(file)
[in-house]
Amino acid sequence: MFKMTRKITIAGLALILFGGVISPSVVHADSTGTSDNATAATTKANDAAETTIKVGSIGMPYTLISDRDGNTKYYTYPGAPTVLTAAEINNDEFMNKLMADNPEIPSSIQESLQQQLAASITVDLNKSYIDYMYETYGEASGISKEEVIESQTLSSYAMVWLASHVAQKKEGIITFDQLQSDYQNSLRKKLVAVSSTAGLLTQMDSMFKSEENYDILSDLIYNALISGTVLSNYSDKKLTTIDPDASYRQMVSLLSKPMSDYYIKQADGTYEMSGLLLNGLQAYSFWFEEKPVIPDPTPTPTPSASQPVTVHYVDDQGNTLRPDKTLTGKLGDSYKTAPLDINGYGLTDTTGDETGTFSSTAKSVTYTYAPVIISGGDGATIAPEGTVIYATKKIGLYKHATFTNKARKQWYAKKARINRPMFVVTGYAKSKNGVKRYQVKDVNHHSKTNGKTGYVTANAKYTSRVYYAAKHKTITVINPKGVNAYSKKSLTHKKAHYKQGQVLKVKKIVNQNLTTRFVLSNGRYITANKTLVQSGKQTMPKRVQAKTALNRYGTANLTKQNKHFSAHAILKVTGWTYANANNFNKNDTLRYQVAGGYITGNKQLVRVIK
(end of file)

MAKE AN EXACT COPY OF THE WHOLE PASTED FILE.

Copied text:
[in-house]
Amino acid sequence: MFKMTRKITIAGLALILFGGVISPSVVHADSTGTSDNATAATTKANDAAETTIKVGSIGMPYTLISDRDGNTKYYTYPGAPTVLTAAEINNDEFMNKLMADNPEIPSSIQESLQQQLAASITVDLNKSYIDYMYETYGEASGISKEEVIESQTLSSYAMVWLASHVAQKKEGIITFDQLQSDYQNSLRKKLVAVSSTAGLLTQMDSMFKSEENYDILSDLIYNALISGTVLSNYSDKKLTTIDPDASYRQMVSLLSKPMSDYYIKQADGTYEMSGLLLNGLQAYSFWFEEKPVIPDPTPTPTPSASQPVTVHYVDDQGNTLRPDKTLTGKLGDSYKTAPLDINGYGLTDTTGDETGTFSSTAKSVTYTYAPVIISGGDGATIAPEGTVIYATKKIGLYKHATFTNKARKQWYAKKARINRPMFVVTGYAKSKNGVKRYQVKDVNHHSKTNGKTGYVTANAKYTSRVYYAAKHKTITVINPKGVNAYSKKSLTHKKAHYKQGQVLKVKKIVNQNLTTRFVLSNGRYITANKTLVQSGKQTMPKRVQAKTALNRYGTANLTKQNKHFSAHAILKVTGWTYANANNFNKNDTLRYQVAGGYITGNKQLVRVIK